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Directed by Madonna

W.E. traces two separate love stories – the first, one of England’s most infamous romances, the second a more contemporary courtship – in a manner that is sweeping, stylish and thrilling in its scope. At the core of this combination period-piece drama and modern romantic fantasy are two fascinating women, their stories separated by several decades. In 1998, married yet lonely New Yorker Wally Winthrop (Abbie Cornish) develops an obsession with the love affair of King Edward VIII (James D’Arcy) and American socialite and divorcée Wallis Simpson (Andrea Riseborough). Their courtship and eventual engagement prompted a constitutional crisis and led to Edward’s abdication of the throne in 1936. Wally is fascinated by Edward and Wallis’ love story, but as she researches their history, she realizes that their life together was far from perfect. Meanwhile it seems that true love, however flawed, may await Wally in the here and now, in the form of a Russian-American security guard (Oscar Isaac). Creating an intricate weave of chronologies, director Madonna shifts between scenes of Wally’s discoveries, both personal and historical, and scenes depicting the relationship between Edward and Wallis, from its inception through the dramatic events that challenge it. Visually, the film is a rush of gorgeous, intimate images, edited into a seductive rhythm. There are shades of Tom Ford and Julian Schnabel here. Like them, Madonna appears to have drawn on the sophisticated, cutting-edge aesthetic strategies she has used in other media to craft something remarkably cinematic. W.E. also benefits from two potent performances. Cornish, having already made such an impression in Jane Campion’s Bright Star, proves the ideal contemporary centrepiece for the film. Riseborough, as Wallis Simpson, is a revelation, displaying vulnerability and bravado, street smarts and emotional depth – winning qualities that mirror those of her director. – Toronto International Film Festival Official Trailer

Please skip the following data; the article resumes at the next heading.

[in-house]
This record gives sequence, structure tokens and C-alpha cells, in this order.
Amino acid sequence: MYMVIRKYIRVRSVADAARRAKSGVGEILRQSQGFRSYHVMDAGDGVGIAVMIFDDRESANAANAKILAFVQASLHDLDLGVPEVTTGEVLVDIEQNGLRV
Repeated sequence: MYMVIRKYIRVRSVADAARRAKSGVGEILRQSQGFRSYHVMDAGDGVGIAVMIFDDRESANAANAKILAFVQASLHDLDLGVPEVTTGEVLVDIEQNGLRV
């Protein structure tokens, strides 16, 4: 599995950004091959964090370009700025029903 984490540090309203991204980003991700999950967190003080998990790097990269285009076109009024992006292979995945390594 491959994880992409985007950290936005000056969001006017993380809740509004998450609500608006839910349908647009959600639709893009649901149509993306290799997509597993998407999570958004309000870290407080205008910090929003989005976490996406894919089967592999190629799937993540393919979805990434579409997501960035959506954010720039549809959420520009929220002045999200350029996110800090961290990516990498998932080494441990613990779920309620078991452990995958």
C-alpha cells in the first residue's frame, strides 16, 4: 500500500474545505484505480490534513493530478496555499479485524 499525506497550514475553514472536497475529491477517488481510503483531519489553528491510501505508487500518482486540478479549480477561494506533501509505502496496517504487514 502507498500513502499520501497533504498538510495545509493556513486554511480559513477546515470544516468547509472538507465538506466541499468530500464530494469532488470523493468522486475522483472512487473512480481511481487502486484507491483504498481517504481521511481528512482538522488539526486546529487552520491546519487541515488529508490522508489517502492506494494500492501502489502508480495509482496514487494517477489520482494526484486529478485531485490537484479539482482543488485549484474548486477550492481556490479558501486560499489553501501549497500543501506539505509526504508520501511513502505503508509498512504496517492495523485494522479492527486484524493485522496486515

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Directed by: 
Running Time: 
Abbie Cornish, James D'Arcy, Andrea Riseborough, Oscar Isaac
Screenplay by: 
Madonna, Alex Keshishian

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